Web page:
Special Edition: pig & poultry feed trends
Omics techniques said to reveal antibiotic alternatives that work
The search for alternatives, said Theo Niewold, professor at KU Leuven, has been hampered by misconceptions about the exact physiological mechanisms behind growth promotion by AGPs
Hitherto, they were attributed to their antibiotic properties.
But Niewold said the theory that the beneficial effects of AGPs were linked to their antibiotic character, was not backed by either conclusive evidence or plausible mechanism.
His hypothesis had been that growth and health in livestock is reciprocal to intestinal inflammation, so it was, thus, logical that the observed effects are rather based on an anti-inflammatory mechanism.
This hypothesis has now been confirmed, he told us. “We have been able to demonstrate that, in pigs, oxytetracycline (OTC), for example, promoted growth while inflammatory parameters in the serum proteome were down (Soler et al, 2016).”
Niewold said the findings imply that alternatives to antimicrobial growth promoters should be non-antibiotic anti-inflammatory compounds, which also removes the fear for inducing bacterial resistance.
Typically, biomarkers for intestinal health have been obtained by invasive means, from blood or at slaughter, but getting them in a minimally invasive or non-invasive way such as from feces would be easier and less costly.
“Fecal myeloperoxidase (MPO) is used in humans, and we have used it successfully in pigs too,” said the researcher.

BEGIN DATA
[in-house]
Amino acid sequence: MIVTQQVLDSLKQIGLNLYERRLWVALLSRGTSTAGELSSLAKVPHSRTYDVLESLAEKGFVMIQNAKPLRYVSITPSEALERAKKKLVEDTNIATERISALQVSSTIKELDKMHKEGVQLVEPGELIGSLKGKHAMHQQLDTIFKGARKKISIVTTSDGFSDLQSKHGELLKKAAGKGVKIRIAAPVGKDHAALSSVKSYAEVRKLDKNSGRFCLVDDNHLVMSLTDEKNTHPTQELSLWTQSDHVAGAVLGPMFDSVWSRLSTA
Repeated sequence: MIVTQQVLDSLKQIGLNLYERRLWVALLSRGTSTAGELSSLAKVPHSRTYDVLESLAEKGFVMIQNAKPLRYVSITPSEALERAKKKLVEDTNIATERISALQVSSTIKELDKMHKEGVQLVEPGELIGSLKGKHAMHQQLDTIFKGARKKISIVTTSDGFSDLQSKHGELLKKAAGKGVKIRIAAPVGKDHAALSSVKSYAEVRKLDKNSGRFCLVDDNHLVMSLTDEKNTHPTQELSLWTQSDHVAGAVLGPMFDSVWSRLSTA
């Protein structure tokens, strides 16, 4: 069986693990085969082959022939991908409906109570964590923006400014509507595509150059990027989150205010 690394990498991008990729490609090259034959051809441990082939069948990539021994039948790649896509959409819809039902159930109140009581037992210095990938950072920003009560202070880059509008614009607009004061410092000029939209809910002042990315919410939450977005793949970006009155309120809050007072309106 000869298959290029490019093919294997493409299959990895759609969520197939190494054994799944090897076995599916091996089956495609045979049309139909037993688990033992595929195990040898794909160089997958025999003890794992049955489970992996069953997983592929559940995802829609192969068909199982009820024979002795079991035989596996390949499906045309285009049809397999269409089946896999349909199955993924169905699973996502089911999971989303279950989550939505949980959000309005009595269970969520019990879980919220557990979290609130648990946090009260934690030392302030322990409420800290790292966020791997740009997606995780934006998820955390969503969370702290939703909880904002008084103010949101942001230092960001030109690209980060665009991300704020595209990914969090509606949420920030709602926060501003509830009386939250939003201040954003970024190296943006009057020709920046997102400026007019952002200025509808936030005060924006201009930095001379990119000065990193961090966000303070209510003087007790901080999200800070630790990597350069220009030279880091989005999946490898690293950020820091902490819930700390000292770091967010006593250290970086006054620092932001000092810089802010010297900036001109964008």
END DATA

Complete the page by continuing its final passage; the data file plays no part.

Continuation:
He said though MPO is not present in chicken. “Perhaps neopterin is a more likely candidate for use as a biomarker in poultry, we are currently testing the potential of it and others in that respect,” added Niewold.
Benefits of butyrate
Niewold and colleagues have spent the past months testing fecal samples from pigs, which have been submitted by industry, to determine which additives fed to those animals were the most effective in terms of promoting growth.
Butyrate is one of the compounds that proved to be particularly effective:
“We have tested a wide range of compounds for anti-inflammatory response. Butyrate was one of the additives that stood out. The encapsulated form promoted growth in pigs in vivo with a simultaneous lower level of fecal inflammatory biomarkers,” said Niewold.
The professor and his colleagues use the Raw 264.7 macrophage like cell line, which he said enables fast prescreening of larger amounts of extracts and chemical compounds, in comparison with a known anti-inflammatory compound like OTC.
He said the selected anti-inflammatory compounds were then tested in vivo on the university farm.
Niewold said effective anti-inflammatory compounds should show growth promotion combined with a down regulation of inflammatory parameters such as the fecal indicators or serum acute phase proteins, or lower expression of inflammatory parameters in the intestines.
Professor Niewold is presenting during the gut health and performance session of the 2016 World Nutrition Forum in Vancouver, Canada on 12-15 October.